Understanding Javascript Publish/Subscription

One of the most interesting design patterns used on web development is the Publish/Subscribe. This pattern, also known as Pub/Sub, fits like a glove on the browser, mainly because the DOM is event driven, it uses events as its main interaction with API scripts. However, events aren not restricted to the DOM and you can have your own events on your API.

Pub/Sub offers a way to handle communication between various parts of a whole system. In short, subscribers want to be notified when something interesting happens and publishers want to notify, to those interested, that something has happened.

Pub/Sub diagram

Pub/Sub diagram

So this is the idea, a client 1 say for instance “I want to be notified when the data changes” and client 2 says “The data has changed!”.
Now that client 1 has been notified, he can update the data on the page for instance.

Without Pub/Sub, this works as well, the main difference is that the publisher needs to know about the other clients. In this case, after data changes, client 2 needs to call directly client 1, which would sound like “Hi client 1, data has changed!”.
This means client 1 and client 2 are tightly connected. This scenario starts to be complex with the number of clients growing, making the maintenance of your code too dificult. And what if one client is not there or is not right implemented? Will the other clients be afected?

What Pub/Sub introduces is loose coupling, the publisher doesn’t need to know who are the clients or how many are they. Neither the subscribers need to know about publishers or other subscribers. If one fails the other ones will keep working normaly.

On the other hand this decoupling also presents as its disadvantage, mainly because the publisher and subscribers don’t have any guarantee that everything is working, there is no guarantee that subscribers will be notified neither publishers have the guarantee that anyone is listening.

Event though I think the advantages are much more valuable than the disadvantage, however, the Pub/Sub pattern doesn’t apply to every application, and there are situations more suitable than others.

For instance, this pattern is commonly used on MVC applications (or some variation), where the View subscribes to changes on the models, and react properly when the Model notifies about its changes.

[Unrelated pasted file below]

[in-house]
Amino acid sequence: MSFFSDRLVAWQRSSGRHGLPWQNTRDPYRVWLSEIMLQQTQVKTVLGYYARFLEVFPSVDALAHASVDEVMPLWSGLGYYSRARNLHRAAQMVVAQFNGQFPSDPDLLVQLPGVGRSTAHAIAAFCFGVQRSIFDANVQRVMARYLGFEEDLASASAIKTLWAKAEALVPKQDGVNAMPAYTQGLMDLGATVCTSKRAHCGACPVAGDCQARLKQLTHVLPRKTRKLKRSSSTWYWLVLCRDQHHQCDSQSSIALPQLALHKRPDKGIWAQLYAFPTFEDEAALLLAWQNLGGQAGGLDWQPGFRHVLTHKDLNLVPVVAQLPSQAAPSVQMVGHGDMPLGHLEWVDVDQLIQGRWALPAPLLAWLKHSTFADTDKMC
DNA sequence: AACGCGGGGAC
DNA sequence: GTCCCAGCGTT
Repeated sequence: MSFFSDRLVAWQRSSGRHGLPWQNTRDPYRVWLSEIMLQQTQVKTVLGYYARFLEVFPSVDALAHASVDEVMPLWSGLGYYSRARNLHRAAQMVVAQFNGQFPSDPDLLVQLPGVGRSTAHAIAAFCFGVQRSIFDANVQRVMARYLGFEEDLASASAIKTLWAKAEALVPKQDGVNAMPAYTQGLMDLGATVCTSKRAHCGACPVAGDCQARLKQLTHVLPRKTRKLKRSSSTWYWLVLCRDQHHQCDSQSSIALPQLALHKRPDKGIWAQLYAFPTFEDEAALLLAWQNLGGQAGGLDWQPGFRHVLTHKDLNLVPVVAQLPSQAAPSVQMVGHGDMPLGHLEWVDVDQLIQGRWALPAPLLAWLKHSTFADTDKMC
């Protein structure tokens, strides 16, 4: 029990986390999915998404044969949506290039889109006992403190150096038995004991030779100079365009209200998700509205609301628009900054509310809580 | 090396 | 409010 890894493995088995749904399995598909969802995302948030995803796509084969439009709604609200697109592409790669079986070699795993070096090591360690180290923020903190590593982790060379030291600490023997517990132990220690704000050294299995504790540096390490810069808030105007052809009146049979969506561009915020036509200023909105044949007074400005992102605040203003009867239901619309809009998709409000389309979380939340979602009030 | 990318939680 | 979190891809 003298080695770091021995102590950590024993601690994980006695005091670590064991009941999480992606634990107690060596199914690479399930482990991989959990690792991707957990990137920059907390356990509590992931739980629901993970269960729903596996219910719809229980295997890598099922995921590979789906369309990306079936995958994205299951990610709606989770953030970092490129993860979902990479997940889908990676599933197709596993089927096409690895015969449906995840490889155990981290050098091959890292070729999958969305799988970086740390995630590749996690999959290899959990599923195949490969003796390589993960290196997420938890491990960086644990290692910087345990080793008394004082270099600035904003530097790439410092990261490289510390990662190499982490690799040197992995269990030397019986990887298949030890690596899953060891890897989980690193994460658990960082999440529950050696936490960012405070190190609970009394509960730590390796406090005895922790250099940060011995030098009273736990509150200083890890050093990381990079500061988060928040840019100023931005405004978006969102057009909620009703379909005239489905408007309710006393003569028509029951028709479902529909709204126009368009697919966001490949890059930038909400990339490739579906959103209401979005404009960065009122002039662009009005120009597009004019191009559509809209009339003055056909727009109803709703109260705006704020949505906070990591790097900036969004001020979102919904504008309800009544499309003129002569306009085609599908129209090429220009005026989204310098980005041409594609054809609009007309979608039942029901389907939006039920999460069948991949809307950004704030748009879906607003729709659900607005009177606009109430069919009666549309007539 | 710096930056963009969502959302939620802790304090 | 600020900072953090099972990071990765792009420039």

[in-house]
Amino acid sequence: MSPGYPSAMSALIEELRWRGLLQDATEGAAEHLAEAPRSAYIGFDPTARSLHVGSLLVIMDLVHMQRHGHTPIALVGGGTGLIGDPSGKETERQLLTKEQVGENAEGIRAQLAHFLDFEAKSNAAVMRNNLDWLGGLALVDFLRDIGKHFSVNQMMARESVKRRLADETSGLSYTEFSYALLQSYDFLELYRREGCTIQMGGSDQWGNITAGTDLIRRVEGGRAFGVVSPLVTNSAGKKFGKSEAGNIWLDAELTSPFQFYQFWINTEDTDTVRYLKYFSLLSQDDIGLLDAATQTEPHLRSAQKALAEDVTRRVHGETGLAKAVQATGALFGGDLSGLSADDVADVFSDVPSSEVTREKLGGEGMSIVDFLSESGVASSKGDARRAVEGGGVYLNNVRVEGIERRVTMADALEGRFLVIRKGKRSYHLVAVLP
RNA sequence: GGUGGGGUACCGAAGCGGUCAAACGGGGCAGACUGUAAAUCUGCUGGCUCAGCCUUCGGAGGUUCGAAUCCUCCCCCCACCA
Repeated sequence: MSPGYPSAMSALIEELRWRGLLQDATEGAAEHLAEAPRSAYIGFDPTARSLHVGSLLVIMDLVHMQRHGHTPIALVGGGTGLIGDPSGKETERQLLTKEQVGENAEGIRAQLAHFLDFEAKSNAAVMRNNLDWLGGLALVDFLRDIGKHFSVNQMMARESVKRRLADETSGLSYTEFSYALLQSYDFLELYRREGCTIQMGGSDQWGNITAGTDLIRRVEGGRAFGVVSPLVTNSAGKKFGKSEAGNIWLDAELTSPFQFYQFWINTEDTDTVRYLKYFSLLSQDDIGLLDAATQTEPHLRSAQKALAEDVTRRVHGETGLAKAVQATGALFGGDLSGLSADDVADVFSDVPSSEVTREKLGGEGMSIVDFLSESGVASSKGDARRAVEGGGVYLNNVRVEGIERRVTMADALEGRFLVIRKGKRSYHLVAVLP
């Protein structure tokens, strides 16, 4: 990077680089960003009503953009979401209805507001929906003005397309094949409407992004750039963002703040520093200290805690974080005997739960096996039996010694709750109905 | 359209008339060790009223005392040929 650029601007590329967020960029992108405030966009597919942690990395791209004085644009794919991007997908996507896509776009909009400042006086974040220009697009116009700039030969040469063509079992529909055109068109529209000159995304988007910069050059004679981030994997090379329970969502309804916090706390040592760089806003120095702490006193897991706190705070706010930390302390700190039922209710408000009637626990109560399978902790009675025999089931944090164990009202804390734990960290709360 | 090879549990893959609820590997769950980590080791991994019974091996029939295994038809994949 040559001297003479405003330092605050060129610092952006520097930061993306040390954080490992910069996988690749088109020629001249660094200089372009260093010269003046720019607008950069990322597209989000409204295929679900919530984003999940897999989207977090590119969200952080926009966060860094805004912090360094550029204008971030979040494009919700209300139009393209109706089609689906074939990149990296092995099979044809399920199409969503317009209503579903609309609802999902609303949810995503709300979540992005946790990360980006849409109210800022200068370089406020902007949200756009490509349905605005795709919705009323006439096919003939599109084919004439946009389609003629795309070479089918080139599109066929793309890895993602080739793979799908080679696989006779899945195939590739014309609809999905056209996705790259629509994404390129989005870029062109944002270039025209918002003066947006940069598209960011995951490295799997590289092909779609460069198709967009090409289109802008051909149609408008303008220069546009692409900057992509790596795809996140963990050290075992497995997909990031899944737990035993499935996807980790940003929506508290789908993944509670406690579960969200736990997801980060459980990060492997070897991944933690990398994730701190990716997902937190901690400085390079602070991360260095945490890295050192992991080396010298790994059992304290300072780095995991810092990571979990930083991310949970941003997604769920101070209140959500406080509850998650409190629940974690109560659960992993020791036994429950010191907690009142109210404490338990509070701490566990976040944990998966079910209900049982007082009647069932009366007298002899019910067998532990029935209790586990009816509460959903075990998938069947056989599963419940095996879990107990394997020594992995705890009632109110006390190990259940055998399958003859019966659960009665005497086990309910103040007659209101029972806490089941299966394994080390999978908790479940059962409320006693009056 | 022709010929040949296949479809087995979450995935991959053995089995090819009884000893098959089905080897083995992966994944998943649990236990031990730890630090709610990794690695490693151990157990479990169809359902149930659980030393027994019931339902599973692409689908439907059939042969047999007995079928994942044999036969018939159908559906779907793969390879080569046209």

Normaly Javascript frameworks and libraries, and not necessarly MVC frameworks, implement this pattern and lets you use it out of the box, for instance, if you are using jQuery you can use Custom Events.

However, I want to show how easy is to implement your own version of Pub/Sub so that you understand even better what happens.

Below you can see my tiny implementation and I hope the code and comments will be self explanatory.

* Pub/Sub implementation

var pubsub = (function () {

 // store events subscribed
 // events = { eventName : [callback1, callback2, ...] }
 var events = {};

 // publish the event with the specified data
 function publish(eventID, data) {

   if (!events[eventID]) {

   var len = events[eventID].length;

   while (len--) {


 // subscribe to an event
 // passing the event name and the callback function
 function subscribe(eventID, callback) {

   if (!events[eventID]) {
     events[eventID] = [callback];
   } else {

   // returns eventID and the position index on the array
   // so that can be unsubscribed if needed
   return {
     eventID : eventID,
     index : events[eventID].length - 1

 // unsubscribe from an event passing the returned data got upon subscription
 function unsubscribe(subscription) {

   if (!events[subscription.eventID]) {

   events[subscription.eventID].splice(subscription.index, 1);

 return {
   publish : publish,
   subscribe : subscribe,
   unsubscribe : unsubscribe


And now, a short example of how this can be used. We have a list of items that we can add to the basket and we have two different vies of the basket, a simple one that shows only the total items and a detailed one where shows the items and quantities. When an item is added to the basket, the views will be notified and will refresh the data.

* on DOM ready handle adding to cart action
* demo.js

$(function () {

  // Add an item to the cart
  $('.add-to-cart').on('click', function() {

    //get product
    var product = $(this).prev('div').text();

    // publish event
    pubsub.publish('addToCart', product)

* The view that shows the total items on cart
* simpletrolley.js

var simpleTrolley = (function($){

var total = 0,
$display = $('#total-items');

// notification when an item is added to the cart
pubsub.subscribe('addToCart', function() {

  total ++;

  // update total

// update total items on the view
function updateTotal() {


* The view that shows the items detail and quantities on cart
* completetrolley.js

var completeTrolley = (function(){

  var items = {},
  $trolley = $('#trolley');

  // notification when an item is added to the cart
  pubsub.subscribe('addToCart', function (product) {

    // save info

    if (!items[product]) {
      items[product] = 1;
    } else {
      items[product] ++;

    // update view

  // update items on the view
  function updateItems(product) {

    // append to the view if item is not in the list
    // otherwise only update quantity

    var li = $trolley.find('li[data-product="' + product + '"]');

    if (li.length === 0) {
      $trolley.append('<li data-product="' + product + '">' + product + ': <span class="quantity">1</span></li>');
    } else {


You can run the Live Demo and also get the source code from GitHub.

I hope that it became clear the advantages of using Pub/Sub and that you now have a better understanding of it, either if you use an already implement version or you want to implement it yourself.

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